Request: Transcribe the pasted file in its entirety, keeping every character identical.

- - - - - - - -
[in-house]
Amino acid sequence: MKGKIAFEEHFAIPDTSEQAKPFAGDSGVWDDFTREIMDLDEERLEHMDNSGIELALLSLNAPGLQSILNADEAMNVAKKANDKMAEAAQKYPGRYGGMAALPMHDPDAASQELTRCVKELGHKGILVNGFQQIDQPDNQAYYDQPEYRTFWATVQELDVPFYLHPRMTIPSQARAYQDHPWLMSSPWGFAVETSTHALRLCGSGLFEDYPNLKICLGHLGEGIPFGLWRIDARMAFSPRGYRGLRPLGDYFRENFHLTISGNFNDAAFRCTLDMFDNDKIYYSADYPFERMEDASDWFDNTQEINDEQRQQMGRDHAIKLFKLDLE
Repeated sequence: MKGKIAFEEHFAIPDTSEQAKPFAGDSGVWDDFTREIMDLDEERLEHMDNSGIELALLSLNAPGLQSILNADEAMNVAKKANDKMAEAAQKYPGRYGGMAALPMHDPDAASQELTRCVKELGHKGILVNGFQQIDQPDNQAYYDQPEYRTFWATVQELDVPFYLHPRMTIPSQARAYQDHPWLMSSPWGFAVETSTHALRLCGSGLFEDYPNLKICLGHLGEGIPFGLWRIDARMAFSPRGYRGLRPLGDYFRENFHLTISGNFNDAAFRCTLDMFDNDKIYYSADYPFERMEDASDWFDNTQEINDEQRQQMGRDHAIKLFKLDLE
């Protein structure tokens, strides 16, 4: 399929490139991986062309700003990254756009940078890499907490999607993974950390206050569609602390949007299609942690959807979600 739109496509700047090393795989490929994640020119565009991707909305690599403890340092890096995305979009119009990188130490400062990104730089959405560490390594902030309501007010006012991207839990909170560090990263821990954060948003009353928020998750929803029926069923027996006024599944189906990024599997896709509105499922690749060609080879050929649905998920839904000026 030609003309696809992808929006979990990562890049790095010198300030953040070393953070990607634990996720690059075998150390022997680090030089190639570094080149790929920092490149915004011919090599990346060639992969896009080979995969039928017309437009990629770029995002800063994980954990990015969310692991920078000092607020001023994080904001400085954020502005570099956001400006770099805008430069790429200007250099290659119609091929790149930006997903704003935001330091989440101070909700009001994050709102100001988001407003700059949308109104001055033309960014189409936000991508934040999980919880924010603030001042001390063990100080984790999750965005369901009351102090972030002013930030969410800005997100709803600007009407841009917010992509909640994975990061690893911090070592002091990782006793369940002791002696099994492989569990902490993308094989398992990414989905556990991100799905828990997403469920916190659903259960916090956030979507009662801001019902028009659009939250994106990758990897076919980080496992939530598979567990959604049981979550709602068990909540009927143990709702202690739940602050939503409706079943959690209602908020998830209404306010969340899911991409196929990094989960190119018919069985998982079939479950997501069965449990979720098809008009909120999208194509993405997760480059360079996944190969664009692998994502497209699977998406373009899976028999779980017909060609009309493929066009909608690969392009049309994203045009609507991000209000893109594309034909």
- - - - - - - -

[in-house]
Amino acid sequence: MKGKIAFEEHFAIPDTSEQAKPFAGDSGVWDDFTREIMDLDEERLEHMDNSGIELALLSLNAPGLQSILNADEAMNVAKKANDKMAEAAQKYPGRYGGMAALPMHDPDAASQELTRCVKELGHKGILVNGFQQIDQPDNQAYYDQPEYRTFWATVQELDVPFYLHPRMTIPSQARAYQDHPWLMSSPWGFAVETSTHALRLCGSGLFEDYPNLKICLGHLGEGIPFGLWRIDARMAFSPRGYRGLRPLGDYFRENFHLTISGNFNDAAFRCTLDMFDNDKIYYSADYPFERMEDASDWFDNTQEINDEQRQQMGRDHAIKLFKLDLE
Repeated sequence: MKGKIAFEEHFAIPDTSEQAKPFAGDSGVWDDFTREIMDLDEERLEHMDNSGIELALLSLNAPGLQSILNADEAMNVAKKANDKMAEAAQKYPGRYGGMAALPMHDPDAASQELTRCVKELGHKGILVNGFQQIDQPDNQAYYDQPEYRTFWATVQELDVPFYLHPRMTIPSQARAYQDHPWLMSSPWGFAVETSTHALRLCGSGLFEDYPNLKICLGHLGEGIPFGLWRIDARMAFSPRGYRGLRPLGDYFRENFHLTISGNFNDAAFRCTLDMFDNDKIYYSADYPFERMEDASDWFDNTQEINDEQRQQMGRDHAIKLFKLDLE
């Protein structure tokens, strides 16, 4: 399929490139991986062309700003990254756009940078890499907490999607993974950390206050569609602390949007299609942690959807979600 739109496509700047090393795989490929994640020119565009991707909305690599403890340092890096995305979009119009990188130490400062990104730089959405560490390594902030309501007010006012991207839990909170560090990263821990954060948003009353928020998750929803029926069923027996006024599944189906990024599997896709509105499922690749060609080879050929649905998920839904000026 030609003309696809992808929006979990990562890049790095010198300030953040070393953070990607634990996720690059075998150390022997680090030089190639570094080149790929920092490149915004011919090599990346060639992969896009080979995969039928017309437009990629770029995002800063994980954990990015969310692991920078000092607020001023994080904001400085954020502005570099956001400006770099805008430069790429200007250099290659119609091929790149930006997903704003935001330091989440101070909700009001994050709102100001988001407003700059949308109104001055033309960014189409936000991508934040999980919880924010603030001042001390063990100080984790999750965005369901009351102090972030002013930030969410800005997100709803600007009407841009917010992509909640994975990061690893911090070592002091990782006793369940002791002696099994492989569990902490993308094989398992990414989905556990991100799905828990997403469920916190659903259960916090956030979507009662801001019902028009659009939250994106990758990897076919980080496992939530598979567990959604049981979550709602068990909540009927143990709702202690739940602050939503409706079943959690209602908020998830209404306010969340899911991409196929990094989960190119018919069985998982079939479950997501069965449990979720098809008009909120999208194509993405997760480059360079996944190969664009692998994502497209699977998406373009899976028999779980017909060609009309493929066009909608690969392009049309994203045009609507991000209000893109594309034909």